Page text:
The Look of Love: Couples, Mother/Daughter Teams Head to MDs Office
NEW YORK – Amid the economic woes of 2002, women considering facial plastic surgery pinched their pennies while men splurged, often on procedures that sent them back to the office the next day as a better looking employee, according to a national survey released today by the American Academy of Facial and Plastic Reconstructive Surgeons (AAFPRS).
“Men and women responded differently to the economic downturn, with women holding off on personal improvement and men choosing to invest in themselves, possibly to increase job security,” said Dr. Dean M. Toriumi, president of the AAFPRS, which surveyed its member doctors.
Men flocked to non-surgical procedures that require a shorter recovery time, which often means more immediate results and a return to work the following day. They went to their doctor’s office to soften deep wrinkles (497 percent increase in fat injections), to eliminate their frown (88 percent increase in Botox injections) and to smooth their skin (79 percent increase in microdermabrasion and 13 percent increase in laser resurfacing), the AAFPRS survey showed. Men who visited the facial plastic surgeon to buff their image were typically age 40 to 59.
Among both men and women, the fastest growing procedure compared to the previous year was rhinoplasty or nose jobs (47 percent increase for men; 5 percent increase for women), according to the AAFPRS survey.
Nearly half of patients (57 percent of women and 44 percent of men) tell their surgeons that looking younger is the reason they undergo facial cosmetic surgery. Men are more likely than women (25 percent vs. 10 percent) to say they want facial cosmetic surgery for work-related reasons.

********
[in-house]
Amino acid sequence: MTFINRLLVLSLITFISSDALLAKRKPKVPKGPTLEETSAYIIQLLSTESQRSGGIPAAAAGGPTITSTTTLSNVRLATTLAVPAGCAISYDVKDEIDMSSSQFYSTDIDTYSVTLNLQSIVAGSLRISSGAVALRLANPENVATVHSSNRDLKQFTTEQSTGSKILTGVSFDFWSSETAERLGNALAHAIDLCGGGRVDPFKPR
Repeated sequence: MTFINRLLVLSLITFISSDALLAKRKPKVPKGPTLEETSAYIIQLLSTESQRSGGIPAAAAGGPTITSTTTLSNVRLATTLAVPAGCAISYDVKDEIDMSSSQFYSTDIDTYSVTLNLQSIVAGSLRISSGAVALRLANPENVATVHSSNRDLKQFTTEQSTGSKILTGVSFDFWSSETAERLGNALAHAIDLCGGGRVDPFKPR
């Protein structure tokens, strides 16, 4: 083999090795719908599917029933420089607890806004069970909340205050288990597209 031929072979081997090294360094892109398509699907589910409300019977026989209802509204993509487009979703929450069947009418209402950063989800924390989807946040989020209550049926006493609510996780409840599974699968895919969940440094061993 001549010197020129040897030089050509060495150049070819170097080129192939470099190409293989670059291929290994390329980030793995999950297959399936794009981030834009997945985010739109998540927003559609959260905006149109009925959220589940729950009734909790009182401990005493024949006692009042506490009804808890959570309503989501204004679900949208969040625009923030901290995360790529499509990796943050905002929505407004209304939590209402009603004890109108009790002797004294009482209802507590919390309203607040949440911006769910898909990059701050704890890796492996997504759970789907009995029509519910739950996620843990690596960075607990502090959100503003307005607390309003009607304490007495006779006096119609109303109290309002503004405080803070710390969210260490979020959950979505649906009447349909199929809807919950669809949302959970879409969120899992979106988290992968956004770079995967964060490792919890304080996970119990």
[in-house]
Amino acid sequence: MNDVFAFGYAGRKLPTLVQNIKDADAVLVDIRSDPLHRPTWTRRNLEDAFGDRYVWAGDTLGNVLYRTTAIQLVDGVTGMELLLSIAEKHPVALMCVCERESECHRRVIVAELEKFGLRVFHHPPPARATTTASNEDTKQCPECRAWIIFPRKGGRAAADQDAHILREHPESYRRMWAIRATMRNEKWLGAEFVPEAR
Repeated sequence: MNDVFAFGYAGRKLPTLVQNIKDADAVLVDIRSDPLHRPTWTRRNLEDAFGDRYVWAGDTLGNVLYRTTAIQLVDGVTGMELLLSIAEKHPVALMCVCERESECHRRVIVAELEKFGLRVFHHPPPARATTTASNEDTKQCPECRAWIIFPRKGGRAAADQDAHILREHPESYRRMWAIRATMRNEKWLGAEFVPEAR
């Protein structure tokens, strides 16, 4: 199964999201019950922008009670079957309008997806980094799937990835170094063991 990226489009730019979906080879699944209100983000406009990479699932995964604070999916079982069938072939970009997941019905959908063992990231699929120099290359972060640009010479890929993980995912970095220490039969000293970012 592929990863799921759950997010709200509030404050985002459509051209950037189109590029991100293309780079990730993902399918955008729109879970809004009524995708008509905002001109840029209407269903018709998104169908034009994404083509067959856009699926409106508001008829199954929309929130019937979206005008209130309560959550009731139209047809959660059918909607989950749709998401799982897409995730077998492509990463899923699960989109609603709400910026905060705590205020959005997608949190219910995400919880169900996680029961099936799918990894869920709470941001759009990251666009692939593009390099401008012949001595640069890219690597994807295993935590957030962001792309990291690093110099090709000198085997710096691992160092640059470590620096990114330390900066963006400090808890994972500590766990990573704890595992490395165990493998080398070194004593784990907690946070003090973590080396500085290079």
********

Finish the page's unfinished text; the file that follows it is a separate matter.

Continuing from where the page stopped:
Newest Trends in Plastic Surgery: Couples, Mom/Daughter Team, & Gifts
Despite their differences, men and women are finding some common ground when it comes to facial plastic surgery. The newest look of love is the sight of couples undergoing treatment together in the past year, according to 36 percent of the surgeons surveyed. Even familial love is changing the makeup of the facial plastic surgeons waiting rooms, now that mother/daughter teams are seeing the doctor together, according to 25 percent of MDs responding to the AAFPRS survey.
Finally, another trend that is gaining momentum is giving facial plastic surgery as a gift. Some 31 percent of respondents in the AAFPRS survey said they have seen patients who received the surgery as a present.
Questionnaires were completed by board-certified members of AAFPRS from January 20 – March 3, 2003. Results were tabulated by International Communications Research (ICR) in Media, Pa.
The AAFPRS is the world’s largest association of facial plastic and reconstructive surgeons with more than 2,600 members – whose cosmetic reconstructive surgery focuses on the face, head and neck. Academy fellows are board-certified and subscribe to a code of ethics. In addition, the AAFPRS provides consumers with free information and brochures and a list of qualified facial plastic surgeons in their area by calling 1-800-332-FACE or by visiting the AAFPRS Web Site, www.FACEMD.org.